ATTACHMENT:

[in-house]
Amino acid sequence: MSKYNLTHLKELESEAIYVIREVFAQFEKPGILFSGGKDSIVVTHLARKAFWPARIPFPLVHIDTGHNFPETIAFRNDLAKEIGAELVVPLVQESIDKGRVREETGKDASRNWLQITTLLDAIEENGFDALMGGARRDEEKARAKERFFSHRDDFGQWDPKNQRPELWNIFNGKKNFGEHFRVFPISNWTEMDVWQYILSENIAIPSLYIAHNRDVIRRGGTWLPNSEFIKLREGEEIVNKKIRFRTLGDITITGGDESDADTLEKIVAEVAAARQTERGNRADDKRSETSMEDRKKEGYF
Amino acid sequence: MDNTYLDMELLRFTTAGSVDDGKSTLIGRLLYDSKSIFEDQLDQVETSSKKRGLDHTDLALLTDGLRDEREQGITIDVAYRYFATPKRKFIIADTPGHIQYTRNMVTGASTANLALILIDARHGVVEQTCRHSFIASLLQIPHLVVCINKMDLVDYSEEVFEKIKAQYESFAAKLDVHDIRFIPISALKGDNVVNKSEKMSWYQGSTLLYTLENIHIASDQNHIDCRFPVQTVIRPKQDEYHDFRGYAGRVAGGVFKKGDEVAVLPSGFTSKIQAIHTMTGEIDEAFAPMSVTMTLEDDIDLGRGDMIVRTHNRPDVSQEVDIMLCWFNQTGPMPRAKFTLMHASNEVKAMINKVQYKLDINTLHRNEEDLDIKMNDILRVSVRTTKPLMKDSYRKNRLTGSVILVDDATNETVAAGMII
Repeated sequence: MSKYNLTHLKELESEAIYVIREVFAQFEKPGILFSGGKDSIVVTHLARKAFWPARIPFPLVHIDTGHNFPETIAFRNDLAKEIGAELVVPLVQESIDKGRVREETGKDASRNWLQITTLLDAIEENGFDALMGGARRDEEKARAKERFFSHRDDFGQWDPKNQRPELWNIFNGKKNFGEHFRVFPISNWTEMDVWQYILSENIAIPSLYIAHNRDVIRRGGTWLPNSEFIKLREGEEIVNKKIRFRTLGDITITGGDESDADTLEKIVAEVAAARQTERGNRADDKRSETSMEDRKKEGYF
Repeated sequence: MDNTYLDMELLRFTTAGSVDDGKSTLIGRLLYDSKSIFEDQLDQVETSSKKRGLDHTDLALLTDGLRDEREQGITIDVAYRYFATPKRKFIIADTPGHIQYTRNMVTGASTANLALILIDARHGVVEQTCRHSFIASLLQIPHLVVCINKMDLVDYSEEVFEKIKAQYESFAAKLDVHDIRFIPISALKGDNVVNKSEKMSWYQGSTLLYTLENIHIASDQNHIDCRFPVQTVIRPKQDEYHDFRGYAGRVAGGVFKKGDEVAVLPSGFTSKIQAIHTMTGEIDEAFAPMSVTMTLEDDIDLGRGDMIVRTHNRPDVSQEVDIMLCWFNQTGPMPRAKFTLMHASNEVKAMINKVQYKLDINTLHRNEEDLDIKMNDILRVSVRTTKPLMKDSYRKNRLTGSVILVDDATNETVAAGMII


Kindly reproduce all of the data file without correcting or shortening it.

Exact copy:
[in-house]
Amino acid sequence: MSKYNLTHLKELESEAIYVIREVFAQFEKPGILFSGGKDSIVVTHLARKAFWPARIPFPLVHIDTGHNFPETIAFRNDLAKEIGAELVVPLVQESIDKGRVREETGKDASRNWLQITTLLDAIEENGFDALMGGARRDEEKARAKERFFSHRDDFGQWDPKNQRPELWNIFNGKKNFGEHFRVFPISNWTEMDVWQYILSENIAIPSLYIAHNRDVIRRGGTWLPNSEFIKLREGEEIVNKKIRFRTLGDITITGGDESDADTLEKIVAEVAAARQTERGNRADDKRSETSMEDRKKEGYF
Amino acid sequence: MDNTYLDMELLRFTTAGSVDDGKSTLIGRLLYDSKSIFEDQLDQVETSSKKRGLDHTDLALLTDGLRDEREQGITIDVAYRYFATPKRKFIIADTPGHIQYTRNMVTGASTANLALILIDARHGVVEQTCRHSFIASLLQIPHLVVCINKMDLVDYSEEVFEKIKAQYESFAAKLDVHDIRFIPISALKGDNVVNKSEKMSWYQGSTLLYTLENIHIASDQNHIDCRFPVQTVIRPKQDEYHDFRGYAGRVAGGVFKKGDEVAVLPSGFTSKIQAIHTMTGEIDEAFAPMSVTMTLEDDIDLGRGDMIVRTHNRPDVSQEVDIMLCWFNQTGPMPRAKFTLMHASNEVKAMINKVQYKLDINTLHRNEEDLDIKMNDILRVSVRTTKPLMKDSYRKNRLTGSVILVDDATNETVAAGMII
Repeated sequence: MSKYNLTHLKELESEAIYVIREVFAQFEKPGILFSGGKDSIVVTHLARKAFWPARIPFPLVHIDTGHNFPETIAFRNDLAKEIGAELVVPLVQESIDKGRVREETGKDASRNWLQITTLLDAIEENGFDALMGGARRDEEKARAKERFFSHRDDFGQWDPKNQRPELWNIFNGKKNFGEHFRVFPISNWTEMDVWQYILSENIAIPSLYIAHNRDVIRRGGTWLPNSEFIKLREGEEIVNKKIRFRTLGDITITGGDESDADTLEKIVAEVAAARQTERGNRADDKRSETSMEDRKKEGYF
Repeated sequence: MDNTYLDMELLRFTTAGSVDDGKSTLIGRLLYDSKSIFEDQLDQVETSSKKRGLDHTDLALLTDGLRDEREQGITIDVAYRYFATPKRKFIIADTPGHIQYTRNMVTGASTANLALILIDARHGVVEQTCRHSFIASLLQIPHLVVCINKMDLVDYSEEVFEKIKAQYESFAAKLDVHDIRFIPISALKGDNVVNKSEKMSWYQGSTLLYTLENIHIASDQNHIDCRFPVQTVIRPKQDEYHDFRGYAGRVAGGVFKKGDEVAVLPSGFTSKIQAIHTMTGEIDEAFAPMSVTMTLEDDIDLGRGDMIVRTHNRPDVSQEVDIMLCWFNQTGPMPRAKFTLMHASNEVKAMINKVQYKLDINTLHRNEEDLDIKMNDILRVSVRTTKPLMKDSYRKNRLTGSVILVDDATNETVAAGMII